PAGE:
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The weather was horrible, sprinkling at the bottom, complete cloud cover (as in, being in the middle of a cloud) at the summit, and pouring for the whole drive home.  All of which added to the experience, made it that much more memorable and unique.  The kids were both well-behaved and happy throughout the day, and have been re-enacting bits of it in their play today.

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It’s good stuff, and reminds me to be grateful to my own parents for having their priorities in order when it came to raising kids, even if their priorities might occasionally have been skewed in other areas.  And I’m even grateful to Willem’s family, because their differing priorities have made it easier for me to articulate what’s important for me, as a parent.

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See?  Isn’t that much happier than a rambling post about illness and family loyalty and guilt?  That’s brewing, as well, and will likely come out in the next day or two, but for now, we’ll focus on the positive.

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Responses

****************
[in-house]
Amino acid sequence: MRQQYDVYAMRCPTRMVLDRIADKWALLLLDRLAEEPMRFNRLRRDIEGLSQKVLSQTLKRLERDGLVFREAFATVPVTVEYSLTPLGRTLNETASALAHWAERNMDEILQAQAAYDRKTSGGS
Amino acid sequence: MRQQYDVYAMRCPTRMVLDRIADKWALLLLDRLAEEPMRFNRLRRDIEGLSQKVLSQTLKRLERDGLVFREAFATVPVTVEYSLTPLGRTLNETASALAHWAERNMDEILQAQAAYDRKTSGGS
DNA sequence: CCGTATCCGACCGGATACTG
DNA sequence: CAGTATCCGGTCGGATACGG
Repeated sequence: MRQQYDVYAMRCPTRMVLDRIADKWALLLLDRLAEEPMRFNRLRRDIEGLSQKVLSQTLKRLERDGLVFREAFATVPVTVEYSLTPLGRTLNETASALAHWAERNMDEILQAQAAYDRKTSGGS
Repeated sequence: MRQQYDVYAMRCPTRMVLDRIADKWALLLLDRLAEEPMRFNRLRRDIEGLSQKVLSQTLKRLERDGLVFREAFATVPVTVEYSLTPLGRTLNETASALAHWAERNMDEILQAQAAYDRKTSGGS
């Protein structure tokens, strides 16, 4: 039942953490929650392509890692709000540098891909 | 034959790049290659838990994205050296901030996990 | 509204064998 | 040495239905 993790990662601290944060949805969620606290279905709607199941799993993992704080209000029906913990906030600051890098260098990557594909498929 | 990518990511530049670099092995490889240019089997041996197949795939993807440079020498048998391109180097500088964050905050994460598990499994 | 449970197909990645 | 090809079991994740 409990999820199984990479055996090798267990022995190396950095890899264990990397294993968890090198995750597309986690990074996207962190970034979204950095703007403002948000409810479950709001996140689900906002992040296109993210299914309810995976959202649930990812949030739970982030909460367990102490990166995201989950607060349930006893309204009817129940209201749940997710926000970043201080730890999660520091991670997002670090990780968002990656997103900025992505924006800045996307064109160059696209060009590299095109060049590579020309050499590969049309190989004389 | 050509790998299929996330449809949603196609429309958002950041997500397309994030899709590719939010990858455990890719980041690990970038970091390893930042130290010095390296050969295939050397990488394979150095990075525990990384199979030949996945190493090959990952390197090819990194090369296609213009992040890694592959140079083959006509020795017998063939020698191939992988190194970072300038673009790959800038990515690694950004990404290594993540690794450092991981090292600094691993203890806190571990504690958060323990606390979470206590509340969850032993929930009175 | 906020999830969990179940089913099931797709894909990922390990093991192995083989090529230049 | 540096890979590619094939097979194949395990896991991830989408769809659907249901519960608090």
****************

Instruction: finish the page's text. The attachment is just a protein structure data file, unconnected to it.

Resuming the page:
1. Sword collection? I love the photo of Willem & Emily! I hope that next year’s summer of adventures finds us meeting up somewhere!

  2. That’s beautiful, Kate. I really enjoyed it. I grew up in a similar way. Our only vacations involved camping. We had so much fun, I didn’t know at the time that we were “going without”.

    Beautiful pictures & beautiful you guys.

    You and your family are truly rich. 🙂

  3. We did LOTS and LOTS of camping on the beach in Mexico in the northern mountains fishing. Now it is expensive to go to the areas we spent so much time, they have become high end tourist resorts. We spent hours searching tide pools for sea creatures, watching the storms roll in offthe ocean and sittng by the fire pit at night with other families we met there and making lots and lots of memories. We never did exoctic or extravagant things (my parents also did not have a lot of money but they found ways that we could spend a day or two together.)
    You reall put things in perspective for me as I search for ways to fill our fall break. 🙂

  4. I did the same with mine when they were young, half out of frugality but more for the experience. We managed to go to the Royal Easter Show without having to enter the showbag hall (read moneypit) and took our own sandwiches because it’s nicer than food at tourist spots. I still love being a tourist in my own city and surrounds. It’s relatively cheap and there’s always something new to discover and you’re right, the benefits to family are immeasurable and many of the good things are free . .

  5. I love the picture of daddy and daughter!

    We’ve done lots of playing tourist in our own town this summer, visiting different pools and parks, and it’s been great fun and way less stressful than big trips.

    Our family didn’t do lots of big trips when I was growing up, but the ones we did take were always really special and I still have great memories of them.